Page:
Pleasant Valley Farm

  (Tionesta, Pennsylvania)
Real Family Farming in Tionesta, PA
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Why Save Seeds?

Just like the stores seem to pull out the Christmas stuff earlier each year, the seed companies seem to be in a race to get the catalogs for the coming growing season out far earlier than necessary.  We haven’t even finished picking corn, and already I’ve received two! In case I misplace then during the holiday season, I’m sure duplicates will come my way in January or February.  While I love looking through them on a cold winter evening, with temperatures still rising to near 60 every day this week, I’m still outside, finishing up this year’s garden!  Dan put the rhubarb to bed for the year…our secret to a bountiful crop that produces clear into fall is blanketing it each winter with a thick layer of horse manure, which is never in short supply here.  It keeps the crowns of the plant safe from winter’s bitter cold, and as the manure breaks down gradually over the coming months, it not only provides a bit of warmth, but also valuable fertilizer. We’re also closer every day to having all of the corn in the corncrib.  Once that happens we’ll take some to a mill to have our own feed mixed, and some will be fed to the animals still on the cob.  And I’m picking the last of this year’s beans.  They are no longer green anywhere, but have produced hard dry beans inside the edible part.  These can be soaked and used in any bean dish, but can also be used to plant next year’s crop, as long as you have not planted a hybrid variety.  (While hybrid seeds will sprout, the fruit of the plants has no guarantees…it most likely won’t taste anything like what you enjoyed the year before.)

So although I haven’t even opened the catalogs, I’m busy planning my garden next year and saving seed.  I have my colored corn, giant sunflowers, squash, pumpkins, and several types of beans.  I also did some herbs earlier before the seeds dropped and supplied next year’s sprouts themselves!  You might wonder, if a bunch of mail-order catalogs featuring every plant under the sun are coming right to my door, why would I spend my time letting plants go to seed, picking the seeds and preparing them to keep through the winter?  Farmers are always short on time, but saving seed is worth the time in my opinion.  I’m helping to preserve the biodiversity of agriculture by not relying on the newest super-seed Monsanto or some other heartless corporation is pushing, and saving money to boot. Also, if you save the best seeds from the best plants in your garden for a few years, you will end up with a plant that is most ideally suited to the climate conditions of your particular farm.  You can also help save a piece of history.  Grandpa Admire’s lettuce, which we bought seeds from Seed Savers Exchange to plant this year, has been saved and replanted since the Civil War.  While it didn’t keep at all once picked, and therefore would never be an option at the supermarket, it was a beautiful combination of red and green leaves, had a fabulous taste, and never got bitter, even on those hot summer days.  It would be a shame to let this piece of American food heritage go by the wayside just because it doesn't appear in the big catalogs or on the racks of seed packets at Wal-Mart or Home Depot.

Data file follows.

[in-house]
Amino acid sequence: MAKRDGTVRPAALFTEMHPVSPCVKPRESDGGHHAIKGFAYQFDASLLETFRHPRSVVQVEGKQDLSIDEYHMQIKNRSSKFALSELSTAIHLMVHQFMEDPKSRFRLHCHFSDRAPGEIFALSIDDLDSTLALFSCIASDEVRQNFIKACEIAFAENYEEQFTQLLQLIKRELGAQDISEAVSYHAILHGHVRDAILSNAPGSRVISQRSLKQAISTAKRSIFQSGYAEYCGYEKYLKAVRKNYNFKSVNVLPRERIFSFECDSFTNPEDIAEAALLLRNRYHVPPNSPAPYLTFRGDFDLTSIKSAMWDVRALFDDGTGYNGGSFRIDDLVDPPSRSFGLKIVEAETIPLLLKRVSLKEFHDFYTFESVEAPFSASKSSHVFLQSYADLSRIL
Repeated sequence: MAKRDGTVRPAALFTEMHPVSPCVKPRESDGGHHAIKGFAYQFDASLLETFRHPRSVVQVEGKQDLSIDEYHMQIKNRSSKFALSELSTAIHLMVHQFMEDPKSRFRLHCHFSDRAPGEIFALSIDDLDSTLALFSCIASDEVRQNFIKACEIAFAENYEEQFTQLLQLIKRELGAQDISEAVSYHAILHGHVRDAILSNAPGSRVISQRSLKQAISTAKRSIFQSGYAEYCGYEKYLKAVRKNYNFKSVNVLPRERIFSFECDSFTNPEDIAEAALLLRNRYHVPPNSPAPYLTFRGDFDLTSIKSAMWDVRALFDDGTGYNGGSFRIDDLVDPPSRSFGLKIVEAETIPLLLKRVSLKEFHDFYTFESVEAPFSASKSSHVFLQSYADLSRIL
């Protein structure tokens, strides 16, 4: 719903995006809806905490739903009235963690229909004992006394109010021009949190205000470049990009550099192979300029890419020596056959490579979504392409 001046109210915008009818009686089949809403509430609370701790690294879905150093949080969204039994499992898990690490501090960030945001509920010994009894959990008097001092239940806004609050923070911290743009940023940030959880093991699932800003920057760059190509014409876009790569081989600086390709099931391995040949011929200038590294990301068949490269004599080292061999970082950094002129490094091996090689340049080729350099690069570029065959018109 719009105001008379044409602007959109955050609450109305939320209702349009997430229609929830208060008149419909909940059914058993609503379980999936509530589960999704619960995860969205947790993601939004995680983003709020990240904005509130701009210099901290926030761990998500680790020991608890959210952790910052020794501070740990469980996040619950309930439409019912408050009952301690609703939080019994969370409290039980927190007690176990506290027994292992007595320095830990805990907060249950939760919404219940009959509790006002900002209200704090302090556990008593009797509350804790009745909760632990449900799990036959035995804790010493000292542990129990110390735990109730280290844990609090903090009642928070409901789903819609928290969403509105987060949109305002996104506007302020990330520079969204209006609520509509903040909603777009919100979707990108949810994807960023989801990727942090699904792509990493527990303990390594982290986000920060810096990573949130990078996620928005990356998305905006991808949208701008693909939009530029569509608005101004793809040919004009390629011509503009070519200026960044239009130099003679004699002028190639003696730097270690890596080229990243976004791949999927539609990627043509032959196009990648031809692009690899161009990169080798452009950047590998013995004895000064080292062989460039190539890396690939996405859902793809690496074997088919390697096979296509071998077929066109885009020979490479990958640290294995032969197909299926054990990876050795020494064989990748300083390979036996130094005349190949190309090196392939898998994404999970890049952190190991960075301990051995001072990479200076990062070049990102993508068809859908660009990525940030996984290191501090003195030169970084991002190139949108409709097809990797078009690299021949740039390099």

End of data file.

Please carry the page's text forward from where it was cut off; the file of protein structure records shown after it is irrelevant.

The biggest drawback to the heirloom vegetables which you can save seeds from is that they may not have the high disease resistance that hybrids are known for.  The only crop that we really had trouble with this year was tomatoes, the late blight hit hard and earlier than usual in our area this year.  Whole crops were lost whether you sprayed chemicals or not, and no matter what varieties were planted.  We were fortunate to get some tomatoes, and neither Dan nor I saw any real difference in the disease resistance of the various varieties, as none of the plants survived and all the tomatoes were spotted or rotten after a time.  I may have been overly optomistic, but the heritage Riesentraube cherry tomatoes seemed to have had more useable ones than any other plant.  It may have been the sheer number produced by these prolific plants though, as a small percent of each tomato variety were salvagable, but 20 cherries may have been comprable to 1 beefsteak.  I'm not sure they won if you looked at percentages.  While I was disappointed I really wasn’t able to save seeds from them this year, we both agreed that we’re not giving up on heirloom tomatoes.  So when the snow starts flying and I get into real garden planning mode, I’ll be ordering them again.  Hopefully, it is the last time I pay for tomato seeds, at least until I find another variety that sounds too good not to try!

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